Do Insurance Companies Share Information?

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Car insurance companies don’t share your information with each other, but they do access reports that help them understand your likelihood of filing a claim and the risk you pose as a driver.
Your Motor Vehicle Report (MVR) and Comprehensive Loss Underwriting Exchange (CLUE) report show insurance companies your prior tickets and accidents, plus how many home and auto insurance claims you’ve made in the past five to seven years. Both of these factors are used by insurance companies to determine how much money to charge if they offer you a policy.
Of course, being labeled a high-risk driver isn’t the end of everything! Car insurance comparison shopping and broker app Jerry helps you find the cheapest rates among dozens of companies quickly and easily, no matter your history.
To learn more about car insurance and your driving history, read on.
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How insurance companies know your driving history

Car insurance companies can view your personal information through your Motor Vehicle Report (MVR) and Comprehensive Loss Underwriting Exchange (CLUE) report.
Your MVR compiles the number of tickets and accidents you’ve had and informs the insurance companies of your risk factor. This report is similar to a credit report and follows you from state to state.
CLUE reports are less commonly used by insurance companies, but can still be factored into your rate calculation. CLUE reports focus on claims filed on your vehicle—like damage to your car from a burglary or weather-related damage—rather than your driving record.
Insurance providers access the information through independent agencies, so you don’t have to worry about it being shared between insurers.
Key Takeaway Insurance companies do not share information, but they all have access to MVR and CLUE reports to help them determine how risky you are to insure.

Can I prevent insurance companies from seeing my driving history?

In short, no. Insurance companies want to make an educated decision when choosing who to insure (and for how much). These reports help them collect the information they need to determine a fair premium based on your risk level.
More tickets, accidents, and claims on your record translates to increased risk for the insurer—and higher premiums for you.

How can I know what my records look like?

If you want to see your driving and claims records, you can request a copy of them. There is often a small fee associated with receiving a copy of a report, though it’s typically under $12.
Since there’s no universal report, you’ll need to contact each consumer agency individually. You can find a list of the agencies from the Consumer Financial Protection Bureau.

What if my record has incorrect information?

If you find any false information on your reports, you must address it with that particular reporting agency. Be sure to have documentation to support your dispute.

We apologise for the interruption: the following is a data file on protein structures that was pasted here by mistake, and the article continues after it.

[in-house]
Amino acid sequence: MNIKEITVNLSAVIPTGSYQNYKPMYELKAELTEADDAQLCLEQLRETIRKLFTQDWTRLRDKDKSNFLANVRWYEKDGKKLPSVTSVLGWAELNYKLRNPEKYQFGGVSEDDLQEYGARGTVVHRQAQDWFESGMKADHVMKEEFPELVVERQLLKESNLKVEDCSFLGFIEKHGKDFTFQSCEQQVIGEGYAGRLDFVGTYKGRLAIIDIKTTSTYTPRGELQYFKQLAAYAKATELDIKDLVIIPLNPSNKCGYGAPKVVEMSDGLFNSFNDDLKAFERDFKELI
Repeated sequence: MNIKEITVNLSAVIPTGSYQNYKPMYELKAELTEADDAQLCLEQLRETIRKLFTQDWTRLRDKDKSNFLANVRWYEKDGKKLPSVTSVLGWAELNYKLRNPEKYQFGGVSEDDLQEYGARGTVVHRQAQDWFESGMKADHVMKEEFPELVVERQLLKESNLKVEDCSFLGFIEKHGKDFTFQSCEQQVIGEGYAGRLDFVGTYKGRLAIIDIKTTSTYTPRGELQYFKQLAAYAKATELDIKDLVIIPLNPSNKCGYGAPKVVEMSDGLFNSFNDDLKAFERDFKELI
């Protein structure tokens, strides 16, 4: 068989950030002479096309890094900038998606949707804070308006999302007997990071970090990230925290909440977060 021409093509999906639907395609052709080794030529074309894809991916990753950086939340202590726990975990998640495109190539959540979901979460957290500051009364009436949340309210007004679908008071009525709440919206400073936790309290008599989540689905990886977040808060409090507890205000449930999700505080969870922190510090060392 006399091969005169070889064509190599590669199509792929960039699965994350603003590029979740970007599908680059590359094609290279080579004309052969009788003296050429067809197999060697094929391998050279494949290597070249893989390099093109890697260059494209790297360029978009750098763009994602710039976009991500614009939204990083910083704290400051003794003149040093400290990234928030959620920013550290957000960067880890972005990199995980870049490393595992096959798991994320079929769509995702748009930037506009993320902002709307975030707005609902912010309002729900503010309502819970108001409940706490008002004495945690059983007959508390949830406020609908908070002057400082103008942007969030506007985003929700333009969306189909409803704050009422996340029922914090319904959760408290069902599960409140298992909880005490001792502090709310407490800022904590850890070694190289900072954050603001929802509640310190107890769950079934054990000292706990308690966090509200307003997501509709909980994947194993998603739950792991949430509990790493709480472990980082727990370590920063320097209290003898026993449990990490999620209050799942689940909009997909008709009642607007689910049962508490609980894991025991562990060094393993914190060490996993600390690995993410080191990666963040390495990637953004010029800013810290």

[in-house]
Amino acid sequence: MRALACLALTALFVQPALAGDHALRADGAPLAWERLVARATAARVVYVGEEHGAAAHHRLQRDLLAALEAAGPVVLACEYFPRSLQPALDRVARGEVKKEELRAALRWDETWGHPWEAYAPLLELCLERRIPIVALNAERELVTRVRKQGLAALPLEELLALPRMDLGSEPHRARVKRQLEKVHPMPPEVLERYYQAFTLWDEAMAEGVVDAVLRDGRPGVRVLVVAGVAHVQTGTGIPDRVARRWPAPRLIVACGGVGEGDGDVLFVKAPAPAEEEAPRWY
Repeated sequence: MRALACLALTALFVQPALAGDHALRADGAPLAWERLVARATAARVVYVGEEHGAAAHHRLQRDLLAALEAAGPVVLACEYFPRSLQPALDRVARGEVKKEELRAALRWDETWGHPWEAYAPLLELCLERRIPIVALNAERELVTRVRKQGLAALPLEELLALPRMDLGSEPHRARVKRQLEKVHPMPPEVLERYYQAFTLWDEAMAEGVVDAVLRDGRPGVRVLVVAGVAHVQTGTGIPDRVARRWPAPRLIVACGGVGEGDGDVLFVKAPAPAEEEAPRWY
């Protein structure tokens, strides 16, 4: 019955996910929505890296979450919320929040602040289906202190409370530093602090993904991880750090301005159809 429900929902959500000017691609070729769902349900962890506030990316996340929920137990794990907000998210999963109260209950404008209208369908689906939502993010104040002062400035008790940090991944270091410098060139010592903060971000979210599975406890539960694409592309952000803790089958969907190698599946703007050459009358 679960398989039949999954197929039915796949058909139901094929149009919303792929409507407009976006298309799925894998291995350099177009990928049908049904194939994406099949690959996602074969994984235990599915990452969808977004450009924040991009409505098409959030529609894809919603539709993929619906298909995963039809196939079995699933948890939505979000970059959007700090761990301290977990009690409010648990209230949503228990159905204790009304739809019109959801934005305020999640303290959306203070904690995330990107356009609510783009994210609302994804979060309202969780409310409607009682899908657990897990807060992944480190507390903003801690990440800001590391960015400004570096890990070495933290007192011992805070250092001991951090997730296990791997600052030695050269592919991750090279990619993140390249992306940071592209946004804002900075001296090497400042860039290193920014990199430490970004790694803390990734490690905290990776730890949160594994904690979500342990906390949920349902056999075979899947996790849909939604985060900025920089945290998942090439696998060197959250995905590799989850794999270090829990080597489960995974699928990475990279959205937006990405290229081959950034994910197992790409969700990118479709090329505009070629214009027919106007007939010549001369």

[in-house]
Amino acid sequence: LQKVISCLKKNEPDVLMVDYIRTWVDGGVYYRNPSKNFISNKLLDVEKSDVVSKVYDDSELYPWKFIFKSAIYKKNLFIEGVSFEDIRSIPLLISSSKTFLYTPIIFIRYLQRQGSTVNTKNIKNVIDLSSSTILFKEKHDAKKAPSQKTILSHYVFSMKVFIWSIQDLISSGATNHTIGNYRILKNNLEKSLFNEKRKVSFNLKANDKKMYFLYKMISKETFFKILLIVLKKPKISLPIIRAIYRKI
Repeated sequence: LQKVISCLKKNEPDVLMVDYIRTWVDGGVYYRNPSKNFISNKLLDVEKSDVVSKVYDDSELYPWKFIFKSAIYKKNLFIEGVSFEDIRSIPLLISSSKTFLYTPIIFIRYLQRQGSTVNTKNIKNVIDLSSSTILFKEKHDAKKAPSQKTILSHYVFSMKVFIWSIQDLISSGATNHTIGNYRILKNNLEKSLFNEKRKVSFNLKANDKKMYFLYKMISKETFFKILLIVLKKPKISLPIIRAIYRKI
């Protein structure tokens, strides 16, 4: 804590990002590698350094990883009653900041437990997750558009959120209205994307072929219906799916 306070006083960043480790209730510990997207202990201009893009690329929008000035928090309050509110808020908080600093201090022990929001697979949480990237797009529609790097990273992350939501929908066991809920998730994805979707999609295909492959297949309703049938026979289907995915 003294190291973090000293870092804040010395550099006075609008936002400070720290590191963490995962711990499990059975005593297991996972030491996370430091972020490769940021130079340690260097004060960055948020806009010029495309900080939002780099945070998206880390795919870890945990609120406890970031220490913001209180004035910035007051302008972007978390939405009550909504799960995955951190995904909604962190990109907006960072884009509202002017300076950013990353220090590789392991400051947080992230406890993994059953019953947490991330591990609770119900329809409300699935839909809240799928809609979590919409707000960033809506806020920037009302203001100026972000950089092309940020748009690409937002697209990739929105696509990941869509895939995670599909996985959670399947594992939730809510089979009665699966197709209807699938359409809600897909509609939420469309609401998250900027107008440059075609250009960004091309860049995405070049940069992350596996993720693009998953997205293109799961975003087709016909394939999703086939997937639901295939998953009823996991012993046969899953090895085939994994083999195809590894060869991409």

Am I stuck with expensive premiums?

If you have previous accidents, tickets, and claims, your insurance premiums will probably be on the higher side.
Minor violations will have less of an impact than serious ones and tend to affect your rates for only a few years. Major infractions like DUIs and reckless driving charges will have a far bigger impact on your premiums. Some insurance companies may even refuse to cover you, so it’s important to shop around with various providers.
But whether your record is spotless or spotty, you can still find an affordable policy that fits your coverage needs and your budget. An intelligent AI-based tool like Jerry is the easiest and most effective way to do it.
After providing you with a comprehensive cross-analysis of the best policies across providers, Jerry will handle the phone calls and paperwork for your top pick so that you don’t have to. And to ensure you’re always getting the best rate, Jerry presents you with new rates before your policy comes up for renewal.
Key Takeaway A spotty record usually means higher insurance premiums, but Jerry can help you find an affordable policy by quickly comparing rates from up to 50 top providers.
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Frequently asked questions

How long do tickets and accidents stay on my record?

Tickets and accidents never leave your record, but they typically only affect your insurance rates for three to five years.
This depends on the violation, of course. A minor speeding violation will affect your rates for far less time than a major infraction like a DUI, which can keep your rates high for a decade or more.

How often do insurance companies check your driving record?

Car insurance agencies only check your record if they have a good reason to do so—such as if you’re searching for a new policy or if your car insurance is up for renewal.

Can a car insurance company deny me insurance based on my driving record?

Yes. Insurance companies can choose not to insure you if they think you’re simply too risky. Some providers specialize in car insurance for higher-risk drivers.
If your driving record isn’t great and you need help finding a policy, use Jerry. Jerry compares rates from up to 50 providers in less than a minute, so you can save time and money while securing the coverage you need.
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